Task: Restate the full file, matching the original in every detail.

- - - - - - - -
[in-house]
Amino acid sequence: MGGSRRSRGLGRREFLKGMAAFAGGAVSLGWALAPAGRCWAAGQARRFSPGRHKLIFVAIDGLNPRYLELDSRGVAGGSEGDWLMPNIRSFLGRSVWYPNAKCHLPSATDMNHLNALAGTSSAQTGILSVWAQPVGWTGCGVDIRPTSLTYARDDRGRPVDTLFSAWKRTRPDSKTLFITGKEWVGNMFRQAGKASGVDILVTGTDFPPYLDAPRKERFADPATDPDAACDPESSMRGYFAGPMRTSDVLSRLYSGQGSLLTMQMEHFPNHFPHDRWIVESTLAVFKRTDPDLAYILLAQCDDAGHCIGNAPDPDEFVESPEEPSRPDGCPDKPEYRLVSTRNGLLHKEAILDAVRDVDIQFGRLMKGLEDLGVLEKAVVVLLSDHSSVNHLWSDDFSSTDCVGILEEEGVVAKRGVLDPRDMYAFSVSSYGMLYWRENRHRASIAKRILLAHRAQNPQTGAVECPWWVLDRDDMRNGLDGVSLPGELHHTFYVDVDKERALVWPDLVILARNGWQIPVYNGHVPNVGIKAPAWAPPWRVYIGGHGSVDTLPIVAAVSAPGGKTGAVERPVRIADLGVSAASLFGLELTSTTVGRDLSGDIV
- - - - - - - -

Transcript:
[in-house]
Amino acid sequence: MGGSRRSRGLGRREFLKGMAAFAGGAVSLGWALAPAGRCWAAGQARRFSPGRHKLIFVAIDGLNPRYLELDSRGVAGGSEGDWLMPNIRSFLGRSVWYPNAKCHLPSATDMNHLNALAGTSSAQTGILSVWAQPVGWTGCGVDIRPTSLTYARDDRGRPVDTLFSAWKRTRPDSKTLFITGKEWVGNMFRQAGKASGVDILVTGTDFPPYLDAPRKERFADPATDPDAACDPESSMRGYFAGPMRTSDVLSRLYSGQGSLLTMQMEHFPNHFPHDRWIVESTLAVFKRTDPDLAYILLAQCDDAGHCIGNAPDPDEFVESPEEPSRPDGCPDKPEYRLVSTRNGLLHKEAILDAVRDVDIQFGRLMKGLEDLGVLEKAVVVLLSDHSSVNHLWSDDFSSTDCVGILEEEGVVAKRGVLDPRDMYAFSVSSYGMLYWRENRHRASIAKRILLAHRAQNPQTGAVECPWWVLDRDDMRNGLDGVSLPGELHHTFYVDVDKERALVWPDLVILARNGWQIPVYNGHVPNVGIKAPAWAPPWRVYIGGHGSVDTLPIVAAVSAPGGKTGAVERPVRIADLGVSAASLFGLELTSTTVGRDLSGDIV